Hansen's Northwest Native Plant Database

Corylus cornuta var. californica (Western Hazelnut)



 Plantae Plants


 Tracheobionta Vascular plants


 Spermatophyta Seed plants


 Magnoliophyta Flowering plants


 Magnoliopsida Dicotyledons






 Betulaceae Birch family


 Corylus L. hazelnut


 Corylus cornuta Marsh. beaked hazelnut


 Corylus cornuta Marsh. var. californica (A. DC.) Sharp California hazelnut

Note: Throughout the years I've written short articles for our website's home pages (home pages are the front page of a website) about these plants. They are now included at the bottom of this page, and are illustrated by botanical drawings and paintings, some of which are from books published from 1500 - 1900.

An attractive, small tree reaching 20 30 tall and 6 wide, with multiple arching branches.

The long, pendant male catkins form in late winter to give charm and ornamental value and are the first native blooms of spring.

The leaves resemble large, crinkled birch or alder leaves, although far more decorative.

The bark is smooth and the twigs often crisscross beautifully.

Squirrels like the edible nuts, as do many people! Western Hazelnut is shade and moisture tolerant and prefers a slightly alkaline soil.

This variety is native only to the west coast, but hardy USDA zones 4-8.

With a little effort, Western Hazelnut can be trained to form a unique hedge, offering a bounty of nutritious, gourmet snacks.

It's a tough species that survives attacks of civilization with grace, making an excellent tree for city planting.

Not available for sale in Oregon unless approved by Dept. of Agriculture.


From Homepage February 3, 2008

If you are not familiar with this northwest native favorite, allow me to introduce you: An attractive, small tree reaching 20 30 tall and 6 wide, often with multiple arching branches. Long, pendant male catkins form in late winter to give charm and ornamental value, the first native blooms of spring. Leaves resemble large, crinkled birch or alders, but far more decorative. Smooth bark, often with the twigs casually crisscrossed.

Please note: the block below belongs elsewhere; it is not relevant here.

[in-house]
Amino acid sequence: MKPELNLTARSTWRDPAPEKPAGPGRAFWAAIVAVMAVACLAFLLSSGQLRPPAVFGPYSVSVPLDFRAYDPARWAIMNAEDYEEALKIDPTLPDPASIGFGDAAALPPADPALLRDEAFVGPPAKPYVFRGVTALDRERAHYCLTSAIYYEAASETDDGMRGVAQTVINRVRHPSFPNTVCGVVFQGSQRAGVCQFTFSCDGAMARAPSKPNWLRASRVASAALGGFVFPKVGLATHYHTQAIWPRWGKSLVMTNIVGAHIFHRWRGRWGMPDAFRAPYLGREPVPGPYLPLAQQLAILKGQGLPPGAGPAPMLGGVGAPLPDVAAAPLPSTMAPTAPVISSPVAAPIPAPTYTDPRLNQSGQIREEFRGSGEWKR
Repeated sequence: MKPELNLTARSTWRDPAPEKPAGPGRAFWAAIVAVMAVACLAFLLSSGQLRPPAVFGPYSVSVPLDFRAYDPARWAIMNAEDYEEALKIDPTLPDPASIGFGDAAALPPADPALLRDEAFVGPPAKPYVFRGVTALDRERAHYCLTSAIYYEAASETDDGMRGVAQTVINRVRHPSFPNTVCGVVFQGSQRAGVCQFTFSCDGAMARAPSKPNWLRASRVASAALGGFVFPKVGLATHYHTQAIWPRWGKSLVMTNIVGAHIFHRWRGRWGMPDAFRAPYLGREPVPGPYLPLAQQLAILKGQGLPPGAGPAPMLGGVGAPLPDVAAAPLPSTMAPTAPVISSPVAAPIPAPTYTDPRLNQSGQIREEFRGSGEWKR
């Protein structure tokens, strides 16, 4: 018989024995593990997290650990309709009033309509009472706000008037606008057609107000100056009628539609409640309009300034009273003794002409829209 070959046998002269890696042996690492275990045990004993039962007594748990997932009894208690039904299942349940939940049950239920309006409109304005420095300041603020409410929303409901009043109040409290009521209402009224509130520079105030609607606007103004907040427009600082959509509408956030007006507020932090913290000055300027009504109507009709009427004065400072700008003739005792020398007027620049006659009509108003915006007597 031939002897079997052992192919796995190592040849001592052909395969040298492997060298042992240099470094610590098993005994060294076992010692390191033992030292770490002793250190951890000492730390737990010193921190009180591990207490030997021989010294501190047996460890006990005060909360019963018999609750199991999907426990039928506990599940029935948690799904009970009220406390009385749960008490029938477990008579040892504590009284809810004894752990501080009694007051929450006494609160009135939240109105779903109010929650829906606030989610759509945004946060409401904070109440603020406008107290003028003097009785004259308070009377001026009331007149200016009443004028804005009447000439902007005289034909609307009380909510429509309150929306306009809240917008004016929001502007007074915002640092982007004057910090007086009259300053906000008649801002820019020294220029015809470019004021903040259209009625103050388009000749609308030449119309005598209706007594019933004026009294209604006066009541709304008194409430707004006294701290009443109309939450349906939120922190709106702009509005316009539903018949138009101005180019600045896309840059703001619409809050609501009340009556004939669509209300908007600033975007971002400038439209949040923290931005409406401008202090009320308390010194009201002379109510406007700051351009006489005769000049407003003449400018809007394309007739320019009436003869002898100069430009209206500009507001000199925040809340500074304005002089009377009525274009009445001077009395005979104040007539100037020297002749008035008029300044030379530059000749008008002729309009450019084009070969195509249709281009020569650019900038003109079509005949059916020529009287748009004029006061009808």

Squirrels like the edible nuts (as do many people, making the Western Hazelnut one of Oregon's best cash crops). Because squirrels find the nuts to be such a delightful dietary element, it is not uncommon for gardeners in Oregon to find these trees sprouting up in the most unusual places where the squirrels have cached but never retrieved them. If you're an adventurous type of gardener, you probably have a few growing in your landscape right now. Squirrels tend to stash more nuts than they eat.

Each year the Western Hazelnut catkins begin to appear among the bare branches of this lovely tree. Somewhat like the Vine Maple (Acer circinatum), the Corylus cornuta var. californica sometimes elects to grow from one main trunk or it may prefer the multi-stemmed model (my personal preference). No matter which shape is chosen, the late winter 'bloom' reminds me of a southern belle's gently swaying skirt.

True to form, the hazelnuts are now blooming all along the Willamette Valley. Western Hazelnut is shade and moisture tolerant, preferring a slightly alkaline soil. Native only to the west coast, but hardy in USDA zones 4-8. It's a tough species that survives attacks of civilization with grace, making an excellent tree for city planting.

One garden design I've seen had a pond about 5 feet across with a Hazelnut tree in natural form as a backdrop. It was a lovely combination, particularly in early spring when the leaves were gone and the catkins bloomed. Very oriental in style.

Filberts or Hazelnuts are delicious. Substitute them for walnuts or any other nuts in recipes for a gourmet twist.

Cream Filberts Cookies Recipe

From Taste of Home Cookbook (Reader's Digest Books)

Filbert nuts, also known as hazelnuts, are wrapped in cookie dough, then topped with glaze and granulated sugar.


1 cup shortening

3/4 cup sugar

1 egg

1 teaspoon vanilla extract

2-1/2 cups all-purpose flour

1/2 teaspoon baking powder

1/8 teaspoon salt

3/4 cup whole filberts or hazelnuts


2 cups confectioner's sugar

3 Tablespoons water

2 teaspoons vanilla extract

Granulated sugar or about 60 crushed sugar cubes

Preparation: In a mixing bowl, cream shortening, and sugar. Add egg and vanilla. Mix well. Combine the flour, baking powder, and salt. Add to creamed mixture. Roll heaping teaspoonful into balls; press a filbert into each and reshape so dough covers nut. Place on ungreased baking sheets. 

Bake at 375 degrees for 12 to 15 minutes or until lightly browned. Cool on wire racks. 

Glaze: Combine confectioners' sugar, water, and vanilla. Dip entire top of cookies. Roll in sugar. 

Yield: about 5 dozen 

Note: These cookies are also referred to "moth balls" because of their size and appearance.

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